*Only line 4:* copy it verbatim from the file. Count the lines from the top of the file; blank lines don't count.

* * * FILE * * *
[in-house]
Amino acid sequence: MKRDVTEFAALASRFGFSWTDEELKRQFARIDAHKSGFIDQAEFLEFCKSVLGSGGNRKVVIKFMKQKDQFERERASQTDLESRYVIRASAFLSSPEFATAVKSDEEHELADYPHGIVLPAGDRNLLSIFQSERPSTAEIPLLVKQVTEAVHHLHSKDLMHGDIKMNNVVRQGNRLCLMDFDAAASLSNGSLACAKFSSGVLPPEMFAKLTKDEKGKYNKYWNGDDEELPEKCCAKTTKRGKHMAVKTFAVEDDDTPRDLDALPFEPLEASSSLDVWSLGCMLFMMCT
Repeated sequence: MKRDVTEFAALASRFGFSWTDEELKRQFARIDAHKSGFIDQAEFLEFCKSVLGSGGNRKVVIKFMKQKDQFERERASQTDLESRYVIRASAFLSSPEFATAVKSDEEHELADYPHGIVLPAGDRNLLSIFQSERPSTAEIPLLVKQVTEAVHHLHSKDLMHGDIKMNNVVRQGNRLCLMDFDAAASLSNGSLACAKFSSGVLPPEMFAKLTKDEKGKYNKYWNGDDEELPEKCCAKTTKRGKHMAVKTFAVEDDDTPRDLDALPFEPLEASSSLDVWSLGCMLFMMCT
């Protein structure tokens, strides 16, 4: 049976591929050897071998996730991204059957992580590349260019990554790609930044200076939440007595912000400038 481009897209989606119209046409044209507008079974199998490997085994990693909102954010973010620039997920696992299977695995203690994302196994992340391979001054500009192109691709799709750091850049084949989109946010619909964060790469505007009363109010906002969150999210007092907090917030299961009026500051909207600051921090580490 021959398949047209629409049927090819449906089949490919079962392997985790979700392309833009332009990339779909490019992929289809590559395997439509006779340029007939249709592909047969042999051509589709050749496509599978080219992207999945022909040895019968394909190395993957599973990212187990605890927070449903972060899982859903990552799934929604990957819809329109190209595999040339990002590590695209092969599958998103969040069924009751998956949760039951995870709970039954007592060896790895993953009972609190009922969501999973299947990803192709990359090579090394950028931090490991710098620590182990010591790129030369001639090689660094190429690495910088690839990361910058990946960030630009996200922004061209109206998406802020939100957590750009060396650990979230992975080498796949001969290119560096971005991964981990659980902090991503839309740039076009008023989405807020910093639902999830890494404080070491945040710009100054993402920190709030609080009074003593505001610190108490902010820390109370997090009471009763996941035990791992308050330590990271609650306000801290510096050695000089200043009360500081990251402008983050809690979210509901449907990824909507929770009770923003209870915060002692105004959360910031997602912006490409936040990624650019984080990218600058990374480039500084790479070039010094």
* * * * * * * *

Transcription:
């Protein structure tokens, strides 16, 4: 049976591929050897071998996730991204059957992580590349260019990554790609930044200076939440007595912000400038 481009897209989606119209046409044209507008079974199998490997085994990693909102954010973010620039997920696992299977695995203690994302196994992340391979001054500009192109691709799709750091850049084949989109946010619909964060790469505007009363109010906002969150999210007092907090917030299961009026500051909207600051921090580490 021959398949047209629409049927090819449906089949490919079962392997985790979700392309833009332009990339779909490019992929289809590559395997439509006779340029007939249709592909047969042999051509589709050749496509599978080219992207999945022909040895019968394909190395993957599973990212187990605890927070449903972060899982859903990552799934929604990957819809329109190209595999040339990002590590695209092969599958998103969040069924009751998956949760039951995870709970039954007592060896790895993953009972609190009922969501999973299947990803192709990359090579090394950028931090490991710098620590182990010591790129030369001639090689660094190429690495910088690839990361910058990946960030630009996200922004061209109206998406802020939100957590750009060396650990979230992975080498796949001969290119560096971005991964981990659980902090991503839309740039076009008023989405807020910093639902999830890494404080070491945040710009100054993402920190709030609080009074003593505001610190108490902010820390109370997090009471009763996941035990791992308050330590990271609650306000801290510096050695000089200043009360500081990251402008983050809690979210509901449907990824909507929770009770923003209870915060002692105004959360910031997602912006490409936040990624650019984080990218600058990374480039500084790479070039010094």